Good Access Control is seamless, so most of us interact with it on a regular basis without even thinking about it. We probably notice Access Control more when it is used in pop culture. We wanted to take a look at the most famous Access Control Technology ever seen on our screens.
Most on-screen Access Control examples feature some form of biometrics. The most popular being facial recognition, closely followed by voice ID, retina scans, and DNA ID. We have all seen the spy movies in which a door can only be opened by a certain code, or an action thriller involving biometric scanners that need to be hacked or opened with high-tech devices and extreme cunning. From Marvel to James Bond, Mission impossible to Jack Ryan, Access Control has played an important part in movies for decades.
Let’s take a look at some of the best examples…
Star Trek (1966), was one of the earliest TV series to feature Access Control and biometrics. Voice Identification and code words were used to interact with the ship’s computer, allowing The Enterprise to run efficiently. Star Trek also had its famous sliding doors, which would shoot open when someone approached them. Whilst the noise the doors made remained fairly consistent, various technologies were used to open them, including codes, fingerprints, and sometimes laser guns. The character Worf had plenty of run-ins with doors. Take a look at some of them here…
In the 1997 film Alien: Resurrection, breath identification is used to gain security access to highly secure areas. Whilst an interesting concept that is actually being explored in the medical field for the purposes of diagnosing, this is a fairly unnecessary approach to Access Control. It also proved to be fairly insecure, as later in the film it was spoofed with a synthetic breath spray.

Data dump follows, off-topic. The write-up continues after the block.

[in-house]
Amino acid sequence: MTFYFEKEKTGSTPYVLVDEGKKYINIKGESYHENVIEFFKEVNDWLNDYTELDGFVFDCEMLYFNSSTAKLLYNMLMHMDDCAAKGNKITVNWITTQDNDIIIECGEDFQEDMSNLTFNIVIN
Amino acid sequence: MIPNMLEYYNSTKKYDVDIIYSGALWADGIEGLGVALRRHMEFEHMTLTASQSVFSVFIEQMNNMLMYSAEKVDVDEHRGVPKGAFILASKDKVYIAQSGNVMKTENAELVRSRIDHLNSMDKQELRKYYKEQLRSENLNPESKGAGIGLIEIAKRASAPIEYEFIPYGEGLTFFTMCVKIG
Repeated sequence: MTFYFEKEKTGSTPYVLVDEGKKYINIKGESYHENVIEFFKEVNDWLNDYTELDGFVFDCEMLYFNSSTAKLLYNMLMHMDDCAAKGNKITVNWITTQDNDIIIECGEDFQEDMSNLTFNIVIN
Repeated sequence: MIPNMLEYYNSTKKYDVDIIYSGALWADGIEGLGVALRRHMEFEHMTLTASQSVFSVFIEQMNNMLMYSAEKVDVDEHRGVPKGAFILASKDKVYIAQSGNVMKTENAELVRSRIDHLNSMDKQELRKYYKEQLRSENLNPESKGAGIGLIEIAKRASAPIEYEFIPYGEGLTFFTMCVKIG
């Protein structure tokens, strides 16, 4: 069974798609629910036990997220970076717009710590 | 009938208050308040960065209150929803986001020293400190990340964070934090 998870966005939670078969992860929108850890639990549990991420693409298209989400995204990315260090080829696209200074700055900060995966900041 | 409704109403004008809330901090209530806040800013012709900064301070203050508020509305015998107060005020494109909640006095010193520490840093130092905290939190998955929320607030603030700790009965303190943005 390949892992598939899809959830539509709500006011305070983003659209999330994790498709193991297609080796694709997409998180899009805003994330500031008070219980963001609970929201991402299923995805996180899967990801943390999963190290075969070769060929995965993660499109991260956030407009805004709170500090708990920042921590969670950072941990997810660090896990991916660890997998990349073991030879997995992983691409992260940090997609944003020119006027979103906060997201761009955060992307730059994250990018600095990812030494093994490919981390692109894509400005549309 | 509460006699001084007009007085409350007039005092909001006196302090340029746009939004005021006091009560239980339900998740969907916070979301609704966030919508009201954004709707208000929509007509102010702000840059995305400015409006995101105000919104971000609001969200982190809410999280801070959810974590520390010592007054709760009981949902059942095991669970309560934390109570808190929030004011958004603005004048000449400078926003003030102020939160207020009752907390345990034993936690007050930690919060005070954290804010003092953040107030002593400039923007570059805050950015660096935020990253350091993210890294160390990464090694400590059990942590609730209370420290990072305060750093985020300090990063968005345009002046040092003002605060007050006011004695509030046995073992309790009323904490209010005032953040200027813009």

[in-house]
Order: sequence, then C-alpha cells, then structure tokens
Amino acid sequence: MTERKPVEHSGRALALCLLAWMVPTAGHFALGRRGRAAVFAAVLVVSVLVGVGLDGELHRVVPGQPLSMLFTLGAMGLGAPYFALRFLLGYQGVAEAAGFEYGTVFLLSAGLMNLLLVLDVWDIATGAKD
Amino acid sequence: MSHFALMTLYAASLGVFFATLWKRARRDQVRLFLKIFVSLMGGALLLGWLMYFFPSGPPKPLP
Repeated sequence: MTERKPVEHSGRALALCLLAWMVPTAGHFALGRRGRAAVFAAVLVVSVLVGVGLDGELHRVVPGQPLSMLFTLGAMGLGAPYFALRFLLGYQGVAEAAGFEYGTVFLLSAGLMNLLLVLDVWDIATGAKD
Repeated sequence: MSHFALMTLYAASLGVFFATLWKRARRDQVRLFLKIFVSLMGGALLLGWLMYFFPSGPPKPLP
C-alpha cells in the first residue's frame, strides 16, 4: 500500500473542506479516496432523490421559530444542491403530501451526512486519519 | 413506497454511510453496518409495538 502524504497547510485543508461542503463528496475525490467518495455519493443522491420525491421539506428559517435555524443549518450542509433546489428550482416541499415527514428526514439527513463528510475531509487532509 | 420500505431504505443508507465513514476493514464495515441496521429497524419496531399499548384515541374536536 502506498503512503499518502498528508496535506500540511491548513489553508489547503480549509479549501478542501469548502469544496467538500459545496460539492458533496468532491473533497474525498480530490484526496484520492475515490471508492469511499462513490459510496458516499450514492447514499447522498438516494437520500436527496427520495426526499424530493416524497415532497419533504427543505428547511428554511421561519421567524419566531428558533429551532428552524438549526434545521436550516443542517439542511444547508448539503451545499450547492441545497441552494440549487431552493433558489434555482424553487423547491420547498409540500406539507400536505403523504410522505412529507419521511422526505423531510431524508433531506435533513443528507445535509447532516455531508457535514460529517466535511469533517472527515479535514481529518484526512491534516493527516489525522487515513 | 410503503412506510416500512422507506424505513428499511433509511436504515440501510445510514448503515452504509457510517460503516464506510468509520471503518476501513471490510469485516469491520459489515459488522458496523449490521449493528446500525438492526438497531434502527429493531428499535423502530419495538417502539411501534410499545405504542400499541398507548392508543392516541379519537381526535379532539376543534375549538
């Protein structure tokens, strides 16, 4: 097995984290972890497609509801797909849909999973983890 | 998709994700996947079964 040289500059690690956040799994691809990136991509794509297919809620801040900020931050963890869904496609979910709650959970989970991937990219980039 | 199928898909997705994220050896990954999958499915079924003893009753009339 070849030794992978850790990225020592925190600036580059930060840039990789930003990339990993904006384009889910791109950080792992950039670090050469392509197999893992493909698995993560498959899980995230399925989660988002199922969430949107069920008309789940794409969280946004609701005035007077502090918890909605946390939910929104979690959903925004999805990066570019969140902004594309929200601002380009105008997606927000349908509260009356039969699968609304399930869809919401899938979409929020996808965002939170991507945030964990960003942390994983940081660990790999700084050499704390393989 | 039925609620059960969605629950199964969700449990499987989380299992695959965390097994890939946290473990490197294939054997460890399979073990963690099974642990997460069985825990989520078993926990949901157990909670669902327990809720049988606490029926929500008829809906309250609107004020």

Kevin McCallister invents his own form of Security, which arguably could be called Access Control, in the film Home Alone. From using a fictitious movie named ‘Angels with Dirty Souls’ as an alarm to deter intruders, barricading the doors, Heating up doorknobs, and setting traps, Kevin managed to keep the home secure and unwanted guests from entering.
Our next example is the 1993 classic, Jurassic Park. Initially, it is a security failure that allows the dinosaurs to escape. However, it was the ability to view CCTV, manage and lockdown the park’s Access Control, and much more, from a central computer that allows the surviving visitors to escape the Island (eventually).
One of the most secure buildings on our screens in recent years is the home of superhero costume designer Edna Mode in the Incredibles and the Incredibles 2. Not only does she have a video camera intercom at the bottom of her drive to identify guests but there is also a laser gate to keep unwanted visitors at bay. Once you have access to her state-of-the-art home, there is still PIN entry and a voice-activated system to contend with. There is also a nice example of how easy it can be to add users, just like Janus C4 when Edna Mode adds Jack-Jack’s details to her system.
We could not create a list of Security Access in movies without mentioning Tom Cruise. Our final example is the most impressive and high-security Access Control system maybe ever seen on our screens, from the movie Mission Impossible – Rogue Nation. This Access Control has a fingerprint, lock combinations, and gait analysis. No spoilers, but you can take a look at this impressive system here.
That’s the end of our list. If you have any better examples. let us know!